Food nerds, get excited – because there’s a veritable buffet of activities and samplings at this year’s festival.  In the chemistry class you wish you had in high school, Hi Tech High-Balls lets you create “engineered drinks” under the guidance of Hotel Arts’ Mixologist, Franz Swinton.  Coffee-lovers can join Phil & Sebastian coffee roasters as they explore java/milk synergies in Cafe-au-Lait Scientifique (who knew these guys were both engineering school grads?).

For those who believe there’s no better workshop than one with take-home treats, there’s Spicy Palate Workout, The Squeak Behind the Cheese Curds, and the Science of the Perfect Chocolate Chip Cookie.  And in the realm of epic events, Torched  brings six top Calgary chefs and mixologists together with a car turning a spit and wire baskets of trout roasting over a giant flame.

Around town, Engineered Eats sees over 30 Calgary restaurants and bars creating engineered treats and molecular cocktails for you to try, using the 2016 festival’s theme ingredient: milk.  I’ve already got my tickets to Exploring the Milky Way, a Stampede Trolley tour to four of the participating restaurants, where we’ll meet the chefs, learn how the dishes and drinks were created, and taste the results of their experiments.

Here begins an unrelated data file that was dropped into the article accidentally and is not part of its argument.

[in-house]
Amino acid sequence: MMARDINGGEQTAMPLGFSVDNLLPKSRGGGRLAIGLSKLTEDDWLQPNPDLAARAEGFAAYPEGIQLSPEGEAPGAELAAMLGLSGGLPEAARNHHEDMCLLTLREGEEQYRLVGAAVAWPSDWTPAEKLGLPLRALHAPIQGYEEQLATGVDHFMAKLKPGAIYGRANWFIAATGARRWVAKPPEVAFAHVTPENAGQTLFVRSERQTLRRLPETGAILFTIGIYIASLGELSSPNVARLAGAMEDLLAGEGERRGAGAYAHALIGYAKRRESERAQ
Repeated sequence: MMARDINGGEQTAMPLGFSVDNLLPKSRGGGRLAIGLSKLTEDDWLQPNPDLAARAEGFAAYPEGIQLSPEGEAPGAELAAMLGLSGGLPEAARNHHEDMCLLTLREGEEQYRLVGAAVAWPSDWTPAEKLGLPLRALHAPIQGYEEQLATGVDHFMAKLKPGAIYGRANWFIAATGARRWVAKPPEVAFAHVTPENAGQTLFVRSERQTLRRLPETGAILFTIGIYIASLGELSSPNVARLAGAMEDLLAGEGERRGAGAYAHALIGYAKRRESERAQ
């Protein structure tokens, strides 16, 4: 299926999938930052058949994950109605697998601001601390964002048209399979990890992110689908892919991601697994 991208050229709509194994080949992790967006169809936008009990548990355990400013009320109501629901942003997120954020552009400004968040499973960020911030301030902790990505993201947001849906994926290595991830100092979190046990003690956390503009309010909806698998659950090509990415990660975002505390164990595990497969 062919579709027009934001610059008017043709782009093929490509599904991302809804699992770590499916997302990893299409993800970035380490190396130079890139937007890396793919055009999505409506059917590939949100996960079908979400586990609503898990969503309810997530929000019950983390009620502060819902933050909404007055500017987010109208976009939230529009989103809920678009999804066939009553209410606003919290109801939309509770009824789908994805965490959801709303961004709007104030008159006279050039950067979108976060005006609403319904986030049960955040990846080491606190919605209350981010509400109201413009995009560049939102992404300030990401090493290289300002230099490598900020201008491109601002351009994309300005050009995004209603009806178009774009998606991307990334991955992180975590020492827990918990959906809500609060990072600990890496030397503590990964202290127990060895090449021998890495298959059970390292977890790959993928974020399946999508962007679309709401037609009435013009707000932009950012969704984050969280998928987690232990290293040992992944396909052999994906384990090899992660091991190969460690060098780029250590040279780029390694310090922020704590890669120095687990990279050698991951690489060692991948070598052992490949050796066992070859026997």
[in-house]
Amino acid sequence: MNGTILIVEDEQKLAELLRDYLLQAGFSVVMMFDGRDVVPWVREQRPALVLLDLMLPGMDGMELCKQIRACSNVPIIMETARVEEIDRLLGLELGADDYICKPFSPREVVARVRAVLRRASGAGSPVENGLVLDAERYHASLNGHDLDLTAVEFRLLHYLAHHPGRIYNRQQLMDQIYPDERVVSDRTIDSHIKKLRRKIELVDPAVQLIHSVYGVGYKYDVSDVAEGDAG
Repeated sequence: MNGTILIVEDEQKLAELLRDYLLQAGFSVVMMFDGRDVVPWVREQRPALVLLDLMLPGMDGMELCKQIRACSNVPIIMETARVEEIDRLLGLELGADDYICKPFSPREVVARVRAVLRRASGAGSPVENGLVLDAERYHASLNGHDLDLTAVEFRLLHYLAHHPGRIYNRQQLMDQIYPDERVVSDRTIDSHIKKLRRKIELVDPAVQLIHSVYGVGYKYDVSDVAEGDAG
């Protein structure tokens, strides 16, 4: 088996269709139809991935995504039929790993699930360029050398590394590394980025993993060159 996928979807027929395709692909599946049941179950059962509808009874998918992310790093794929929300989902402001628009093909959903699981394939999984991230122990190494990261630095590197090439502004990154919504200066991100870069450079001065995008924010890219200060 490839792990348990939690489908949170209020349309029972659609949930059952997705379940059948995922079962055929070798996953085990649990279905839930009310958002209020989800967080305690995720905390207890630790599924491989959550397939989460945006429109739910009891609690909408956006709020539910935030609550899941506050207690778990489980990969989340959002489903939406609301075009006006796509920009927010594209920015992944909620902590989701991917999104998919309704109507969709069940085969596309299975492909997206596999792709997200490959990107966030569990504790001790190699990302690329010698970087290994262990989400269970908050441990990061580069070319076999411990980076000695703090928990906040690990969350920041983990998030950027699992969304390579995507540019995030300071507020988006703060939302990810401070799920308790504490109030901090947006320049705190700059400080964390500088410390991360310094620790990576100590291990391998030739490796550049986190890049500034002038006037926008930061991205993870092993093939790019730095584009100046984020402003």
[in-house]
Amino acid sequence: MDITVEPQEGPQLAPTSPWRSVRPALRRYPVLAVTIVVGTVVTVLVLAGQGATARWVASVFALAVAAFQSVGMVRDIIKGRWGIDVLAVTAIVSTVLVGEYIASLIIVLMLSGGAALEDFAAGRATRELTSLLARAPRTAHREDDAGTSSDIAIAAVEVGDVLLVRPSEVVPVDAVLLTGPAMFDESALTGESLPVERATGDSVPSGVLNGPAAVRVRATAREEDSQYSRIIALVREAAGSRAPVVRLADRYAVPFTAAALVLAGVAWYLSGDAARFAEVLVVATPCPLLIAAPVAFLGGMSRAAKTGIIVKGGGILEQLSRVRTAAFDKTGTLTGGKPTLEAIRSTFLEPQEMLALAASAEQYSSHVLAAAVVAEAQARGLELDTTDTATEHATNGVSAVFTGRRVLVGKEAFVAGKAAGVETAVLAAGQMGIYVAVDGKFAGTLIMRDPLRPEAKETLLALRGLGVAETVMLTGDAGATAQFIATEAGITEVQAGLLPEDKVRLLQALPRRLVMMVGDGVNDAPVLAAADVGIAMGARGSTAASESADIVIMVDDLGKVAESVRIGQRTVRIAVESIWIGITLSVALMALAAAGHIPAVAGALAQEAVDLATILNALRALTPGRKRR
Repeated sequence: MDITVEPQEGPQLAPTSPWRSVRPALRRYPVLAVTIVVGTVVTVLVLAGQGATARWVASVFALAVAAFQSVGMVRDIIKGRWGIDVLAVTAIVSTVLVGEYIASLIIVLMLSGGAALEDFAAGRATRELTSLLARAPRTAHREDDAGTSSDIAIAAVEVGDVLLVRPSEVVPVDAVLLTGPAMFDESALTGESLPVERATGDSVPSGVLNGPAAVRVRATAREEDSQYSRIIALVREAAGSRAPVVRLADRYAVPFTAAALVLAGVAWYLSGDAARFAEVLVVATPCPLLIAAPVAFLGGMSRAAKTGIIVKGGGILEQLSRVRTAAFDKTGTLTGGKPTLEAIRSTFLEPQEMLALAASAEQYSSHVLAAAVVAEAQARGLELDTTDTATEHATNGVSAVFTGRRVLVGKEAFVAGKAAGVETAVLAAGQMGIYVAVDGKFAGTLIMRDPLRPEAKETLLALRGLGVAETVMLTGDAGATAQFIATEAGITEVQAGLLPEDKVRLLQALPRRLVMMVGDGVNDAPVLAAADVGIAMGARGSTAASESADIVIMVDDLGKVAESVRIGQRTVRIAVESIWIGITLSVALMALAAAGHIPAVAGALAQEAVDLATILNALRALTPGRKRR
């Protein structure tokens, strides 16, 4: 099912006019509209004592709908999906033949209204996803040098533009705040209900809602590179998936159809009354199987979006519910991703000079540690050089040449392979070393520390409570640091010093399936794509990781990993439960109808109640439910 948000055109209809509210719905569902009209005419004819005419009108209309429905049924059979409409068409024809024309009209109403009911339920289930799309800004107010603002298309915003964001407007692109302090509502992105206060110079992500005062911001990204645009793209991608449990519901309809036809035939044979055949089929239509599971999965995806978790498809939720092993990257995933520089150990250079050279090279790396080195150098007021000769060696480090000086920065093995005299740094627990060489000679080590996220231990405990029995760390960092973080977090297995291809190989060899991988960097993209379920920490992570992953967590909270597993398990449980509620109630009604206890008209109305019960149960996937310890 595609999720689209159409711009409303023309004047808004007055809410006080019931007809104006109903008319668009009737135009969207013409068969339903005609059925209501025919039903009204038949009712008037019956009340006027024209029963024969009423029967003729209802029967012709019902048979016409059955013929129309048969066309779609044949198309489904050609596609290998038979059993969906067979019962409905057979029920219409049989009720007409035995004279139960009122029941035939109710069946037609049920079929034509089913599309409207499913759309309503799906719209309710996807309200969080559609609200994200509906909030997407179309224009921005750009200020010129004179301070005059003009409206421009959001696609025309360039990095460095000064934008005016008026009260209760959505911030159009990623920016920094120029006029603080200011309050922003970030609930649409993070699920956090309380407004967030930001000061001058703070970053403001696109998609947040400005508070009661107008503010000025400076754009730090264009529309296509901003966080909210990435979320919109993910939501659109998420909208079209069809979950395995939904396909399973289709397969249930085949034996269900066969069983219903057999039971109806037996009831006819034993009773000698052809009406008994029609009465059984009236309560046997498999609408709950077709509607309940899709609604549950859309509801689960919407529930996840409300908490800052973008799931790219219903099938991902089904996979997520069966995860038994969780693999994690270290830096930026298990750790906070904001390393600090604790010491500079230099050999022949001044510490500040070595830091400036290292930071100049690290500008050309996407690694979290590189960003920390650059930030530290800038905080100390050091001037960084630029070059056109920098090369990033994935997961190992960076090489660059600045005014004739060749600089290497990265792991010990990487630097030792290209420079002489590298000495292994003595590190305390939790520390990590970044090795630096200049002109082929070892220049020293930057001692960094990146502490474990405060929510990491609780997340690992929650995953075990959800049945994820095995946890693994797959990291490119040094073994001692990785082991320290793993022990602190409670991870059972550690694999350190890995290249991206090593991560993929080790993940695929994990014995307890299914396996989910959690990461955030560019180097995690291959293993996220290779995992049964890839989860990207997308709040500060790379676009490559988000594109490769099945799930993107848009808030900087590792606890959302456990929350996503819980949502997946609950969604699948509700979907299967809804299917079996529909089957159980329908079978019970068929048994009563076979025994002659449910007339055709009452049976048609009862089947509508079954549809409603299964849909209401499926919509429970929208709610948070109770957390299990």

(In truth, signing up for the Milky Way event had my loyalties divided, as it meant having to forgo the engaging Seven Wonderers session – a panel of first-rate science writers and storytellers telling tales of their own wondering.  It was my Man’s and my favourite session at last year’s festival).

lucky iron fish
Lucky Iron Fish (Credit: beakerhead.com)

On the game-changing front, several Beakerhead events present a half-dozen social entrepreneurs:  folks intent on improving the world with small inventions that have potentially big social impacts.  Products like wearable technology to assist autism-sufferers interpret social cues.  An iron fish that tackles world malnutrition one pot at a time.  Disaster relief in a box, and a tsunami survival capsule.  An inflatable solar light that packs flat.  And a solar-powered bike pod to keep you warm on your winter commute.

Calgarians who favour careening around the city on two wheels will be happy to know that a multitude of free art, cultural, and science exhibits and activities will be placed in cycle-friendly locations around the downtown core.  There’s a foldout of these Chain Reactions inside the program guide to help you map out your route.  And those for whom this is new territory can join the Cyclepalooza folks for a free guided bike tour through all the major installations – finishing up at Beakernight,  the festival’s culminating all-ages street party in Bridgeland.

There truly is something for everyone among the more than 50 events and exhibits at the 2016 Beakerhead festival.  Check out the full list at beakerhead.com or download a PDF version of the festival program here.

Text  © 2016 Catherine Van Brunschot